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Report: More welfare dollars needed for childcare, cash assistance
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Flickr: Norm Copeland

A new report is recommending the state spend more of its federal welfare dollars helping needy families with childcare costs and offering cash assistance. MPB's Ezra Wall has more. 

Federal money comes into Mississippi each year in the form of a TANF block grant. TANF stands for Temporary Assistance for Needy Families. A new report says the state should spend 30 percent of its TANF money to cover childcare costs for more poor Mississippians. It also recommends offering more cash assistance, currently capped at $170 a month for a family of three. That's the lowest in the country. Matt Williams is the report's author.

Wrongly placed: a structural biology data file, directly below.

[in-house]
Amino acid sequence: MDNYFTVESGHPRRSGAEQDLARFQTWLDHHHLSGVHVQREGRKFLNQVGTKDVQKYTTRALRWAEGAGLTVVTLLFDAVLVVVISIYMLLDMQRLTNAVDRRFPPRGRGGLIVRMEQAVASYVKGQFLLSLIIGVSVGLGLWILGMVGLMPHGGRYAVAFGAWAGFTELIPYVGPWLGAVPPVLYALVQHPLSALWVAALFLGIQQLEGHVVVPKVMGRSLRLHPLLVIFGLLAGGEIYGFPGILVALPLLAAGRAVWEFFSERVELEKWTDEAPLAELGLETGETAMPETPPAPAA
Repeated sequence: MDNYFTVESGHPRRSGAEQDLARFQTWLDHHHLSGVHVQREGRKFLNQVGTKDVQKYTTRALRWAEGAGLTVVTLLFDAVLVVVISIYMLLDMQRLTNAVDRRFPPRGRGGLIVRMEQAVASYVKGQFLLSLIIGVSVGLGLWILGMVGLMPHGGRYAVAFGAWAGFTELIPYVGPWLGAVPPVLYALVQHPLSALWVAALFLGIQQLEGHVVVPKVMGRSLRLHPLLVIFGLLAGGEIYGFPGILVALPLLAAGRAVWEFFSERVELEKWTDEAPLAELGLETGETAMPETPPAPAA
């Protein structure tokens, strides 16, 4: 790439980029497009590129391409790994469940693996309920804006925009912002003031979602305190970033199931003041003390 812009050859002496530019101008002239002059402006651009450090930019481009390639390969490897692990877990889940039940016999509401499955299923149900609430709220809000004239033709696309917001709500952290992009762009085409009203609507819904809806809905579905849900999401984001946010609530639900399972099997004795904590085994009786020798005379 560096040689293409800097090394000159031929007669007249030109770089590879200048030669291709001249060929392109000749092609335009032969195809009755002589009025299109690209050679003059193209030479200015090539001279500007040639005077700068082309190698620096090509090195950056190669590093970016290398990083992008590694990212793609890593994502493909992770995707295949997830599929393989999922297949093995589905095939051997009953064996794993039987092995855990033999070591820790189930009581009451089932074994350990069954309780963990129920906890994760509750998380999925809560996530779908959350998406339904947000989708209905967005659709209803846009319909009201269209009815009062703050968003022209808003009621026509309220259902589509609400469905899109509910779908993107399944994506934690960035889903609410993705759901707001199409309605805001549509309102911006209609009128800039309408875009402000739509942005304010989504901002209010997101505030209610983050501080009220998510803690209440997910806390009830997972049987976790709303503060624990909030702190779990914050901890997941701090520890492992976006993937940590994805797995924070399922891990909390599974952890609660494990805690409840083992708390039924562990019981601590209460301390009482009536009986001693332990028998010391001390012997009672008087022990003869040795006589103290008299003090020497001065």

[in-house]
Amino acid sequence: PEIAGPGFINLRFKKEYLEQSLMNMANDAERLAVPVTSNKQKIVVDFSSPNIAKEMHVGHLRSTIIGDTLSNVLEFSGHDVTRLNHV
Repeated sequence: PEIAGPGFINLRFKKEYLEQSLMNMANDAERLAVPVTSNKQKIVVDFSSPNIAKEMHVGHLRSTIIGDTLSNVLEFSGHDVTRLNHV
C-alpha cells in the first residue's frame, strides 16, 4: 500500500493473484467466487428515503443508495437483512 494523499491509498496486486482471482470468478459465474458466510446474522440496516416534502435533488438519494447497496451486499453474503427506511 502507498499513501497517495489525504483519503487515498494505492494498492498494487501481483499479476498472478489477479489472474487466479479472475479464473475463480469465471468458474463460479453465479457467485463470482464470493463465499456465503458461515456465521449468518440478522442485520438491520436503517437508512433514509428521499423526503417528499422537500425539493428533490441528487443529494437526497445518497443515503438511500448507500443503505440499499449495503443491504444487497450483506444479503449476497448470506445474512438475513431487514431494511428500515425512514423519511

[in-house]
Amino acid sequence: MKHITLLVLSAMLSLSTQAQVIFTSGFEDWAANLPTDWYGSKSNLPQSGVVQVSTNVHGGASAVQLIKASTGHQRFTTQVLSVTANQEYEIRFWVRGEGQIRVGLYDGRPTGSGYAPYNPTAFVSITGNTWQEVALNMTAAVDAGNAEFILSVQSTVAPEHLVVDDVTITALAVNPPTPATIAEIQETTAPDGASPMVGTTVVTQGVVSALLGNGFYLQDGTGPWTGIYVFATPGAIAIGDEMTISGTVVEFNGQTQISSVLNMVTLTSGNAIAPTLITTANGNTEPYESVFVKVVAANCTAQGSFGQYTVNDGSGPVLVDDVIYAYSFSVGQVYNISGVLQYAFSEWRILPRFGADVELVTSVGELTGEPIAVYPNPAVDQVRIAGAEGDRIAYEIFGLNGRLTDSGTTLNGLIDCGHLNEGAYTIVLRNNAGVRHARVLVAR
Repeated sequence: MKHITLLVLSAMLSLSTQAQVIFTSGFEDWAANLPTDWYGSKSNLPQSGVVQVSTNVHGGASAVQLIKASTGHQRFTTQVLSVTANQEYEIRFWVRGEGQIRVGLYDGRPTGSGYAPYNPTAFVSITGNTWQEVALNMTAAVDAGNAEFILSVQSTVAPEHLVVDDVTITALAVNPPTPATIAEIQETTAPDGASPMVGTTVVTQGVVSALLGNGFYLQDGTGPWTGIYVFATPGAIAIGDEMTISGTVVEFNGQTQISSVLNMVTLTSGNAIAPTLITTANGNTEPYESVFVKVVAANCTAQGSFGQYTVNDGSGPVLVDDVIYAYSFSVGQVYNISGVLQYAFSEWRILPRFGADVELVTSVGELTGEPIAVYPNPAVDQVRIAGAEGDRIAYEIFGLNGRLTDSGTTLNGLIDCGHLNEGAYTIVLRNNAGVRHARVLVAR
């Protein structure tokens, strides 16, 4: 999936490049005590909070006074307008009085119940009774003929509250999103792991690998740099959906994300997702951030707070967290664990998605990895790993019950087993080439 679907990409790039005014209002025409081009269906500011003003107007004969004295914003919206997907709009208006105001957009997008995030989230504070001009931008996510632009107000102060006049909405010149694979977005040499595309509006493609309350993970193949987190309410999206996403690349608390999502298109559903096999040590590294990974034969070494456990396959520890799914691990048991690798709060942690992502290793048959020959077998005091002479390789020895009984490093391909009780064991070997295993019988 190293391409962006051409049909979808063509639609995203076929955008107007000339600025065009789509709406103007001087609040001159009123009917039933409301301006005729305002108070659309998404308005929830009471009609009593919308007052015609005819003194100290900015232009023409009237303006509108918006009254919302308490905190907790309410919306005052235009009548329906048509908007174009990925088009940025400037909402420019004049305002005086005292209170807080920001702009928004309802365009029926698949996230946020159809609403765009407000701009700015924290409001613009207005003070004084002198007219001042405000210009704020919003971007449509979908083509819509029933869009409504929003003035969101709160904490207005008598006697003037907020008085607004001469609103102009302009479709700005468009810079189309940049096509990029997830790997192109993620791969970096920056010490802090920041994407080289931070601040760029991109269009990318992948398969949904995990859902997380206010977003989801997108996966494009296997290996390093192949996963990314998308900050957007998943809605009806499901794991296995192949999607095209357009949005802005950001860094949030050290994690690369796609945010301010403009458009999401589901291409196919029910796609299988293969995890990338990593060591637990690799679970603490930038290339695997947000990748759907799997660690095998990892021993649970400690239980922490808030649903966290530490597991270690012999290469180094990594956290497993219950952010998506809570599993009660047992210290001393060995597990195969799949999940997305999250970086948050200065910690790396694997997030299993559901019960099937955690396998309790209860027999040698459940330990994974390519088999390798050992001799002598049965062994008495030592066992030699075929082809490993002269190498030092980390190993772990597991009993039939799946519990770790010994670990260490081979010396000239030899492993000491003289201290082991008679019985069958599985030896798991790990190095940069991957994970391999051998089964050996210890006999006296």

"What we saw in the early 2000's is the state spent a lot more on child care and it spent more on basic cash assistance," says Williams. "And what we've seen in the last decade or so is the state spent more on work-related supports and activities and less on child care and less on basic cash assistance."

The TANF rolls have been reduced by two-thirds since 2003. So that means more of those poorer families are self-sufficient, right? Wrong, says Carol Burnett of the Mississippi Low-Income Child Care Initiative.

"If you leave welfare, that doesn't automatically mean that you've gone to work, it just means you're not on the welfare roles anymore," says Burnett. So there are a lot of ways you can end up off welfare without going to work." 

Each state decides for itself how to spend TANF dollars. The Mississippi Department of Human Services website says it uses the funds to "end the dependence on public assistance by preparing you for a job..." The program offers education and job skills training.